The lights are on
Last year, Activision bought its independence from ailing parent company Vivendi to the tune of $8 billion. The move was orchestrated by CEO Bobby Kotick, who lead an investor group responsible for $2.34 billion of the funding.
Bloomberg is reporting that Vivendi considered firing Kotick during the buyout talks when it thought it didn’t need the investor group to complete the deal. Kotick, along with current company chairman Brian Kelly put up a combined $100 million of the funding, which allowed the investor group to purchase shares at a discount.
“Activision’s board of directors supports the ongoing leadership of the company by Bobby Kotick and Brian Kelly, who are the most effective executives in the interactive entertainment industry,” Activision spokesperson Maryann Lataif told us. “The recent transaction restructuring the company’s ownership has received widespread market support.”
Some investors have reacted litigiously to the matter, claiming that Kotick and Kelly improperly benefitted from the deal (and because it wasn’t an offer made the general investment population). Investors are also suing Vivendi executives who served on the Activision board during the buyout for failure to protect the interests of some shareholders.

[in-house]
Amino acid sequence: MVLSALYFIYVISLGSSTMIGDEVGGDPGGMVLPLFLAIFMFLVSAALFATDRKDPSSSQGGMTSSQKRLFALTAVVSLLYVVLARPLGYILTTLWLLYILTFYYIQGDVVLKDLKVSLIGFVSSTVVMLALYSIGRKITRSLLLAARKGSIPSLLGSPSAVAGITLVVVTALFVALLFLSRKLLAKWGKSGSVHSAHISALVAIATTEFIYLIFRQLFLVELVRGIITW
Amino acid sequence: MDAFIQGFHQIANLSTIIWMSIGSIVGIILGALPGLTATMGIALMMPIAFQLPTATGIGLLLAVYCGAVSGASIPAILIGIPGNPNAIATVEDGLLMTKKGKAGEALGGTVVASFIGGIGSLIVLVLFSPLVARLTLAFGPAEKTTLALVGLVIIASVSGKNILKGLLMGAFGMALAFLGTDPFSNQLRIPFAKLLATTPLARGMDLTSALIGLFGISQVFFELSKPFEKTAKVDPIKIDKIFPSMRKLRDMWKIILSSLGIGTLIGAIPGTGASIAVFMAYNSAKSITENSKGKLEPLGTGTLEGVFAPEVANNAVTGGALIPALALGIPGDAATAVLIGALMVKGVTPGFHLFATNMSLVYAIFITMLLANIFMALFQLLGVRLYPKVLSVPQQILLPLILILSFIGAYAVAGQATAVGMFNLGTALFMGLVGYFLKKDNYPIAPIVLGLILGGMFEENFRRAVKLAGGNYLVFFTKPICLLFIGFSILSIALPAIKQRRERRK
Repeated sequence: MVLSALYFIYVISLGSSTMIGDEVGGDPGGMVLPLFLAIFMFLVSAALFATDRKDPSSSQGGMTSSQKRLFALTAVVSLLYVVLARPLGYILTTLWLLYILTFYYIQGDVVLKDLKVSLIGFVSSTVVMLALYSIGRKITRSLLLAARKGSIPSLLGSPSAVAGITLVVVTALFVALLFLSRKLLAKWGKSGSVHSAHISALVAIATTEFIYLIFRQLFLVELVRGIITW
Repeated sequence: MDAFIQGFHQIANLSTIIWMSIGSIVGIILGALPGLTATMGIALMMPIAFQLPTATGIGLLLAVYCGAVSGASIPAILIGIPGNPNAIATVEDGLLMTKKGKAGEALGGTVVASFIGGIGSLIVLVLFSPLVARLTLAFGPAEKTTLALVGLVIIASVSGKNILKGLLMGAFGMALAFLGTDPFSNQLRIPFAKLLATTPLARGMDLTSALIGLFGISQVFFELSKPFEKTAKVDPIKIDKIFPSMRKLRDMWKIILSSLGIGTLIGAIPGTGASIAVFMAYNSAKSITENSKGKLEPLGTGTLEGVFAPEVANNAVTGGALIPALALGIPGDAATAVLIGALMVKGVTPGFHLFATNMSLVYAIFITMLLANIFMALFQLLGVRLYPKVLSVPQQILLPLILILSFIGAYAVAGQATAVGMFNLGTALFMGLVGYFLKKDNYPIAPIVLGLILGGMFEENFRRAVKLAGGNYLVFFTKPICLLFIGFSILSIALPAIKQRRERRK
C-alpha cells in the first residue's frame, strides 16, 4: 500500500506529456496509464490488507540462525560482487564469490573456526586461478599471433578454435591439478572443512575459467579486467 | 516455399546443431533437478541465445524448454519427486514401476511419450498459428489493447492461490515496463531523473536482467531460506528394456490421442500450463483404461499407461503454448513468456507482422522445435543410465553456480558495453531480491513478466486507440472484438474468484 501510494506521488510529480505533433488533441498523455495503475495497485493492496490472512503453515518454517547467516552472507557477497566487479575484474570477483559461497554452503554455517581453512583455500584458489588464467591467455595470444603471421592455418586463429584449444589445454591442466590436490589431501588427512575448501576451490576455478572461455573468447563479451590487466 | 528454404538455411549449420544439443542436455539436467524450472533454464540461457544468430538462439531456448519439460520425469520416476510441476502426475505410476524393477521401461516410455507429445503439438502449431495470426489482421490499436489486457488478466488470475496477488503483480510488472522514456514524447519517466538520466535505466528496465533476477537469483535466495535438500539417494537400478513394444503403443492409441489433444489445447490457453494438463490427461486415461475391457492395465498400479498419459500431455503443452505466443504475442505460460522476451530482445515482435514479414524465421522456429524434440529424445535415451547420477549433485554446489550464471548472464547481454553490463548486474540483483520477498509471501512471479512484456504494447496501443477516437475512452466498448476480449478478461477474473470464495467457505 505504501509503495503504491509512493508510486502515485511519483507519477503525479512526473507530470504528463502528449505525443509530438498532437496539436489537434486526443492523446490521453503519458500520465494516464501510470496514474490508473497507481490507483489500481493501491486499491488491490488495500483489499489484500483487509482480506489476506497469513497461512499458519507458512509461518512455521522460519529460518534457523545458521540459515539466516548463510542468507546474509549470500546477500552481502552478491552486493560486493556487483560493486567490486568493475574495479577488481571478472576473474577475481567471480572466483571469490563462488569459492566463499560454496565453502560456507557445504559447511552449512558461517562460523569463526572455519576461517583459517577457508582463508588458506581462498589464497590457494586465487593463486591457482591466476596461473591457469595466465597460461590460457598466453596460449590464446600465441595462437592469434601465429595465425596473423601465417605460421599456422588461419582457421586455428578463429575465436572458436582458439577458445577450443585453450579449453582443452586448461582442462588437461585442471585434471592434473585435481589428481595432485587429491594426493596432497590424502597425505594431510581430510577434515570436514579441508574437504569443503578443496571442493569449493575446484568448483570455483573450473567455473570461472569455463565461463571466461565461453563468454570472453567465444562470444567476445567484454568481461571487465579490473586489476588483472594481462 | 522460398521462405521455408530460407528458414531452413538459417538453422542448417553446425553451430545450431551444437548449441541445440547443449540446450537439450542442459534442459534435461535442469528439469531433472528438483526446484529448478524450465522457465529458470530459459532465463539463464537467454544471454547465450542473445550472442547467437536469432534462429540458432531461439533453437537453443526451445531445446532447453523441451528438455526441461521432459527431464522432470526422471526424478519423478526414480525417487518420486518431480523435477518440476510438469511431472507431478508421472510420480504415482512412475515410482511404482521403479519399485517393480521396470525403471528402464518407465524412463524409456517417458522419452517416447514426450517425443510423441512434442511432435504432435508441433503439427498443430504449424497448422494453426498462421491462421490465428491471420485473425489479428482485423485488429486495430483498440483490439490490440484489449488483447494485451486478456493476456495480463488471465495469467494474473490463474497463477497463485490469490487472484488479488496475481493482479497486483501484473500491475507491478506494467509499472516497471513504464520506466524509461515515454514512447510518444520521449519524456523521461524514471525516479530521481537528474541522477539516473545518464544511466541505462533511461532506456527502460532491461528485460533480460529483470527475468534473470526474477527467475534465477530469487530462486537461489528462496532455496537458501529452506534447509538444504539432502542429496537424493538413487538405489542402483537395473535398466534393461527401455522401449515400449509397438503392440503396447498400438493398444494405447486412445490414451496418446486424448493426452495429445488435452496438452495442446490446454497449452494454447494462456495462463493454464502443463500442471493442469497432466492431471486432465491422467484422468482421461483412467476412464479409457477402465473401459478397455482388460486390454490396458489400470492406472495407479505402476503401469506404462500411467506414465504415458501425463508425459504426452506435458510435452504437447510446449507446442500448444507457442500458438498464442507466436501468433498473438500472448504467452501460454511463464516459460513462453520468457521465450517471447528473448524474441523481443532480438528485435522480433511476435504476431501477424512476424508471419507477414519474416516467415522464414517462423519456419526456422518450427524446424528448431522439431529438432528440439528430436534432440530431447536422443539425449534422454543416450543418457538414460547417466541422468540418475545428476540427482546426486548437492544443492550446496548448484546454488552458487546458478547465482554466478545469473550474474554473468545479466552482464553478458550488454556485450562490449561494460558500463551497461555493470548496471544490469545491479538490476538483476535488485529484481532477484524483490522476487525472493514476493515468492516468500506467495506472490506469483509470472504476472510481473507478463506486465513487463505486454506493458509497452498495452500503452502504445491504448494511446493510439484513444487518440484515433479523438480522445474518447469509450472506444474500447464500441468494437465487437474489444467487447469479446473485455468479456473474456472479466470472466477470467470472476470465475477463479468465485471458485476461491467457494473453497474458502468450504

Our TakeYou can bet that Vivendi did everything in its power to find a way to do this deal with Bobby Kotick and Brian Kelly. Had they been able to, Kotick would likely have been fired and Activision would be independent today (but under new management).
The investor case will be heard in December, and while the buyout injunction initially put in place was overturned by the Delaware Supreme Court, Kotick and Kelly aren’t out of the woods. If the court sides with plaintiff Anthony Pacchia, shareholders could be due significant damages.